That is my study so far. Because it could not take much time, it may contain many misunderstandings.

I’m looking forward to discussing with you on TPAC.

Regards,

Satoru


#13

Hi Satoru,

I agree with this, but, and it has been a long time since I read SVG, but at the time I felt that SVG was not conceived for geographic features. We should discuss this point, as I don’t want to speak badly about anybody’s work, especially if I am ignorant of it.

On the other hand OGC Simple Features, represented by KML and more recently GeoJSON, is also an established standard for geography. On the one hand KML is not directly suitable, since it does not separate concerns of styling and content, and on the other hand GeoJSON, being JSON, is Web developer / JavaScript friendly, not necessarily browser-standards-friendly. So for the reasons that you mention (elimination of complexity where unwarranted, consistency with HTML), I felt that the Simple Features model needed adaptation to Web standards.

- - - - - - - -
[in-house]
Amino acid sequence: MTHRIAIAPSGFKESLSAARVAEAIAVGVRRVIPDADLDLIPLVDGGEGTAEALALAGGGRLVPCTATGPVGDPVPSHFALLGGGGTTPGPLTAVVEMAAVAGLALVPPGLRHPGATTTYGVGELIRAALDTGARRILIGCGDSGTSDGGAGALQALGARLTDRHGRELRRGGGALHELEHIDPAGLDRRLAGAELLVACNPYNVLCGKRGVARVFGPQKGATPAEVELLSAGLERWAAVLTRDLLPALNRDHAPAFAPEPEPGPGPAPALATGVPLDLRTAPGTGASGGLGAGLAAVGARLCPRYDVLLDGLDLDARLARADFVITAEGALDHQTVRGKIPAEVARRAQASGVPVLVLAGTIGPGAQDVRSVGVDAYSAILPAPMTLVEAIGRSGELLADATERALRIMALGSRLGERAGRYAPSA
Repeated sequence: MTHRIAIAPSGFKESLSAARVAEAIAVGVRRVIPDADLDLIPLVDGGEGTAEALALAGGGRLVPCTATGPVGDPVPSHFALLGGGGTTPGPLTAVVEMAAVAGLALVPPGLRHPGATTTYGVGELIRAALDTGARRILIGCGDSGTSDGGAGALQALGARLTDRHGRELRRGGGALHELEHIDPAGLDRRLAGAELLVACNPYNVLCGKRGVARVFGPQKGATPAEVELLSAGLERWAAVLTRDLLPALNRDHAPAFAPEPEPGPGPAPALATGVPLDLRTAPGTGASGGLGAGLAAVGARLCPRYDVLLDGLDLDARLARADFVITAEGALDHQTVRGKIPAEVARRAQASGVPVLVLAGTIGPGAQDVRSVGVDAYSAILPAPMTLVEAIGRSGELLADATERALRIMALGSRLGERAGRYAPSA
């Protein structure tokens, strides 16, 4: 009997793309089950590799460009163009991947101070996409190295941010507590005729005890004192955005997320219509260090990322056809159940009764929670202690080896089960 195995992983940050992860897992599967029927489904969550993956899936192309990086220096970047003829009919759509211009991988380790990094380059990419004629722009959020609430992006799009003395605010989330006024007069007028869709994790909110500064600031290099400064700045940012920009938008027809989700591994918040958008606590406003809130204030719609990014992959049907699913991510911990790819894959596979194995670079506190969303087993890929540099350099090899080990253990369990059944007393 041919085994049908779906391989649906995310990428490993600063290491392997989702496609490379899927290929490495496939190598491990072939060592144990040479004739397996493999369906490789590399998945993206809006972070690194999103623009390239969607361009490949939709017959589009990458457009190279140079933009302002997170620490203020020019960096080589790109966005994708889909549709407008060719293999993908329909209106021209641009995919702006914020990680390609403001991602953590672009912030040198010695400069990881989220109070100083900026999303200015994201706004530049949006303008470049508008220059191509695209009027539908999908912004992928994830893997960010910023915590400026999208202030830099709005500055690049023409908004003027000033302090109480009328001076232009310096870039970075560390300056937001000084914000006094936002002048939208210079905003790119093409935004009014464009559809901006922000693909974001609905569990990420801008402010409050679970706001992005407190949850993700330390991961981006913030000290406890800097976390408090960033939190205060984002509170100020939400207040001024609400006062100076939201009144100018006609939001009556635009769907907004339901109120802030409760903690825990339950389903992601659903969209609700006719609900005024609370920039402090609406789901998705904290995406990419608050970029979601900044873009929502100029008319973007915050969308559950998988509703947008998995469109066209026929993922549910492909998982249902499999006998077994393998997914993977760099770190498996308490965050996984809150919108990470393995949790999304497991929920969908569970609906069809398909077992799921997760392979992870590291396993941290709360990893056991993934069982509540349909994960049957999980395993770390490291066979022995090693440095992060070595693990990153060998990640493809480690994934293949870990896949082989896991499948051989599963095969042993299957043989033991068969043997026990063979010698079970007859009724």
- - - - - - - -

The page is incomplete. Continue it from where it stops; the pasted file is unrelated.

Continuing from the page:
:cry: I also thought that SVG would be very important in map creation, especially annotation and legend graphics etc., so I thought that the geospatial standards community pitching in with the SVG community would strengthen the position of both on the Web. MapML is a lot about standardizing coordinate reference systems and making their definitions part of the standard. There’s no reason that I can think of that SVG, or any other HTML content for that matter couldn’t be drawn on a map as part of a layer content, and pan and zoom with the layer as required. I would like to discuss this idea with you.